In the New York Times “T Magazine”, a 2019 article presented The 25 Works of Art That Define the Contemporary Age, selected by three artists and two curators. Contemporary was defined as works made after 1970. A diverse group, there was initial disagreement on how such a selection was even possible, but there emerged lists which had overlaps. These mutually agreed-upon works largely excluded famous and high-earning artists, and entire categories of media. There are few paintings, and no works on paper or photography, but there are videos, performances, and assemblages. Most were conceptual, often with a political or social message.
New York Times columnist David Brooks wrote “Who Will Teach Us How to Feel?” in response to the selection of these works. He begins by noting that few of the works have any appeal to a mass audience, and few of the artists are known outside the art world. More importantly, he sees in the works little personal involvement or connections between people, thus failing to provide the education of emotional experience that he sees as one of the cultural values of the arts.
A number of years ago a study was done at the Tate Museum in London which recorded the amount of time visitors spent looking at different works. Contemporary conceptual works were glanced at for only seconds, while more traditional works, both representational and abstract, were viewed for minutes. The museum-going public agrees with Brooks, they find no connection with contemporary art.
I have never been part of the “Art World” in any real sense, although I have been on the edge to varying degrees for fifty years. While possessing all the traditional skills for making art, in particular drawing, I did not feel personal connection to the contemporary works in museums or galleries in my hometown, Washington, DC. It never occurred to me to pursue art as a career, although one of my majors in college was architecture.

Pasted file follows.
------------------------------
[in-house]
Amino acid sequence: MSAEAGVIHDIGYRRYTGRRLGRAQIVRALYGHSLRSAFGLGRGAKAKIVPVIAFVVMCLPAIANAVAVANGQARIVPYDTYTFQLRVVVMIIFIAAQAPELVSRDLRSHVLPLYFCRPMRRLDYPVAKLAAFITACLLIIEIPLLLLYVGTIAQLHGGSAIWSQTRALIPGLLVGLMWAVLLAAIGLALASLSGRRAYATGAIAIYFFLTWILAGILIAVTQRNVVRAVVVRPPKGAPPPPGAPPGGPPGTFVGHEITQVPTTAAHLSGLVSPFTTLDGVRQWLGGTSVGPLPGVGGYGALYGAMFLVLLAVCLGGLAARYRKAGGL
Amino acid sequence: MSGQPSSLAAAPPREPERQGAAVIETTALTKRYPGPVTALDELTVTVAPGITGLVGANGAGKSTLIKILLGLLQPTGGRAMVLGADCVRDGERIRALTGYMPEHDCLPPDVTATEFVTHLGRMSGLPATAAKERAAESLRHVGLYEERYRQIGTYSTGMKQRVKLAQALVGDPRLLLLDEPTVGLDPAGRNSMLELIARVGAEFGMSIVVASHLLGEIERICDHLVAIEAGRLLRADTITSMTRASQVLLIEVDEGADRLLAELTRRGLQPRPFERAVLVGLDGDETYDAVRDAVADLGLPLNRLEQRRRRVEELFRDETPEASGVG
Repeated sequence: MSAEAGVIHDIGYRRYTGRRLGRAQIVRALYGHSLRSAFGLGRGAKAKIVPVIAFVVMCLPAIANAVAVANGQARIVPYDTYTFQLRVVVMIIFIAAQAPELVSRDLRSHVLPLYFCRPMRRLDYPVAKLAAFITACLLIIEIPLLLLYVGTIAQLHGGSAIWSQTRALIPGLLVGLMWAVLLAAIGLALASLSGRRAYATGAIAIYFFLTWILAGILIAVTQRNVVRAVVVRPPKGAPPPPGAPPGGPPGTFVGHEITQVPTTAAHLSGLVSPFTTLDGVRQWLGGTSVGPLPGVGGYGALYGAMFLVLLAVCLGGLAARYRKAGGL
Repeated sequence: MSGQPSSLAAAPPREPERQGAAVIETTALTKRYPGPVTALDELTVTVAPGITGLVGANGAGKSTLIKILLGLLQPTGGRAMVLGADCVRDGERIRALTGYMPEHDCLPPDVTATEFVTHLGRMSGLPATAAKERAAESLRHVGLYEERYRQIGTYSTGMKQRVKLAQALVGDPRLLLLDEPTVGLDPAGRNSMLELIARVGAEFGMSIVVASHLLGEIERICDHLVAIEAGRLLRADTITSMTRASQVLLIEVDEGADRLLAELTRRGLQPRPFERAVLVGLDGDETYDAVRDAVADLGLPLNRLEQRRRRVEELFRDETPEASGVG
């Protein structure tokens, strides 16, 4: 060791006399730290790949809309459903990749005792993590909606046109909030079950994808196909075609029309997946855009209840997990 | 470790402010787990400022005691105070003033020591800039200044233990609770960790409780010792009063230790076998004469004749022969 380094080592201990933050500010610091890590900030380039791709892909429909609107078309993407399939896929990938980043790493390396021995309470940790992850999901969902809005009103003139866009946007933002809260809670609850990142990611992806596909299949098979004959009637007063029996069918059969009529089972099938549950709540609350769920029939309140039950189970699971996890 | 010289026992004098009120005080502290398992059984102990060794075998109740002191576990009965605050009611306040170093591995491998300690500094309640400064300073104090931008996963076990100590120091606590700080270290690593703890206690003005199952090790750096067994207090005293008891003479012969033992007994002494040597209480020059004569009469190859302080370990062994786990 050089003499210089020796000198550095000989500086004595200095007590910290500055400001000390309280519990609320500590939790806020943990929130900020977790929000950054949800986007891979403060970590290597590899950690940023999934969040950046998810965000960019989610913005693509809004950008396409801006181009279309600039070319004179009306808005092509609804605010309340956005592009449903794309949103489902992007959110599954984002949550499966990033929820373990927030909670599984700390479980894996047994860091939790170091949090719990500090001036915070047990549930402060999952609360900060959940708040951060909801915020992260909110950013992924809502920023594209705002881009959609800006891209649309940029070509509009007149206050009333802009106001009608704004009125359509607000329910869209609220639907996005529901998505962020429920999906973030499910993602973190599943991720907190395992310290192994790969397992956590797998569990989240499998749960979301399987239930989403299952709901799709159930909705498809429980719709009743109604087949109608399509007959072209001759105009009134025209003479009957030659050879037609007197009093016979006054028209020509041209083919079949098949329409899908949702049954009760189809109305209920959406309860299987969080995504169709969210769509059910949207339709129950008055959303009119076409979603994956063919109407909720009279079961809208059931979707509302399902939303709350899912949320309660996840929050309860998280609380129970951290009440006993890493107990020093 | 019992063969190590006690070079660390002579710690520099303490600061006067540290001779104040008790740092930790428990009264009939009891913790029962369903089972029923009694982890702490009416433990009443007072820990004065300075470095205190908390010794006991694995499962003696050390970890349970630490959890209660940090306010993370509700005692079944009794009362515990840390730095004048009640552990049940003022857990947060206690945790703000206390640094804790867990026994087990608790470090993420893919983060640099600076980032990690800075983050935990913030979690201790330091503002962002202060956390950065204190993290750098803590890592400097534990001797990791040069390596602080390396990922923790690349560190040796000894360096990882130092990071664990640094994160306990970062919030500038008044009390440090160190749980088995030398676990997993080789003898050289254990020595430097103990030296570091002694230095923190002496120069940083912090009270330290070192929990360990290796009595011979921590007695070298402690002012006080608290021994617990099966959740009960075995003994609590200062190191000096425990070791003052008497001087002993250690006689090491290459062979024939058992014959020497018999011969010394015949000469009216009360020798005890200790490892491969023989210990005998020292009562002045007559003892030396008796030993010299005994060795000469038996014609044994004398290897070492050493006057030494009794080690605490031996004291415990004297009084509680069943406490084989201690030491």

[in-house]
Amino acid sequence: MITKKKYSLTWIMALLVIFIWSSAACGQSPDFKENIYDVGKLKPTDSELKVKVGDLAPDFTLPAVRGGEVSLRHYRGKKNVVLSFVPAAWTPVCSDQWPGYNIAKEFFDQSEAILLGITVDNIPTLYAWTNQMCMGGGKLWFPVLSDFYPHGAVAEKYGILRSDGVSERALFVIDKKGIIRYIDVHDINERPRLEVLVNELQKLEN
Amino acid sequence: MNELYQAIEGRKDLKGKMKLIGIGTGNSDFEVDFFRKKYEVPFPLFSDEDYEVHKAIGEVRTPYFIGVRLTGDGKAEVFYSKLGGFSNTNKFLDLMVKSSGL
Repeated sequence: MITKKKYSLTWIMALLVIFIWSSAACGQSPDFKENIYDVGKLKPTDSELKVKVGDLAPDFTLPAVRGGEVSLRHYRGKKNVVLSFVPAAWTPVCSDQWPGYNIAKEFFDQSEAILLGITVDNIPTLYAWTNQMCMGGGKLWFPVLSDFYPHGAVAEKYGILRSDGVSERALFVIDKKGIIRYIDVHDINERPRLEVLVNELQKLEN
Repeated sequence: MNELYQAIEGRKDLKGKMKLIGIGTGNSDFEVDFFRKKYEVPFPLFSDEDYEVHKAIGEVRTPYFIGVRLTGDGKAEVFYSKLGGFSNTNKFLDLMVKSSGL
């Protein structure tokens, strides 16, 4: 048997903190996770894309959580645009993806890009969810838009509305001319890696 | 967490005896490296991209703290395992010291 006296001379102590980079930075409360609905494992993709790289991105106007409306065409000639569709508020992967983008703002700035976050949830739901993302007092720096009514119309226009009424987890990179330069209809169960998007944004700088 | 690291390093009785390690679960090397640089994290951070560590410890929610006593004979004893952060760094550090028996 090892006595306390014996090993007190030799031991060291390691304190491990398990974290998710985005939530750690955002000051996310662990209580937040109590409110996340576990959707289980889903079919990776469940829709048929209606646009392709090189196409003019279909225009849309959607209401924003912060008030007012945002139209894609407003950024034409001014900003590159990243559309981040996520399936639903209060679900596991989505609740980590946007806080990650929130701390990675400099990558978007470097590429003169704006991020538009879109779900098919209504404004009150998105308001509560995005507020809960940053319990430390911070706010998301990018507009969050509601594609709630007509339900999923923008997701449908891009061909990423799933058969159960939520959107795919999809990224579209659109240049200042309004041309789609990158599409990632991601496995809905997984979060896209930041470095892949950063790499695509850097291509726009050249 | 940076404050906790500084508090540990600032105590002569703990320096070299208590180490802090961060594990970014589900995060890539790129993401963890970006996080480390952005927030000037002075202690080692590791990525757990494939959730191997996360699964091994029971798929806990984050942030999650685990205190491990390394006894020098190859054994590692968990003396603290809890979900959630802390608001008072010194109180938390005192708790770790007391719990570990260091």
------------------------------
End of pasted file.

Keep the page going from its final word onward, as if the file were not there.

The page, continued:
My degrees were earned in the social sciences, and my work was as a technical professional. Art was always something I did also, eventually leading to my being a founding member of an artist’s cooperative in the 1980s and having a studio in Georgetown. I exhibited traditional drawings and paintings in the coop’s gallery and then at the DC area’s open art event, Artomatic. Eventually I had works accepted by juried exhibits.
Perhaps I am what David Brooks would call an artist, someone whose work is accessible to anyone at some level, although I agree that education and experience in viewing art adds to its appreciation. The creation of a two-dimensional artwork is, for me, the creation of a composition which arrests the viewer initially, and is not boring on further viewing. While mainly my compositions are made up of things recognizable in the real would, there is no attempt to copy nature. Having done some non-objective abstracts, and appreciating some of the classic examples of the genre, I do not find them as interesting to create as figurative or landscape works.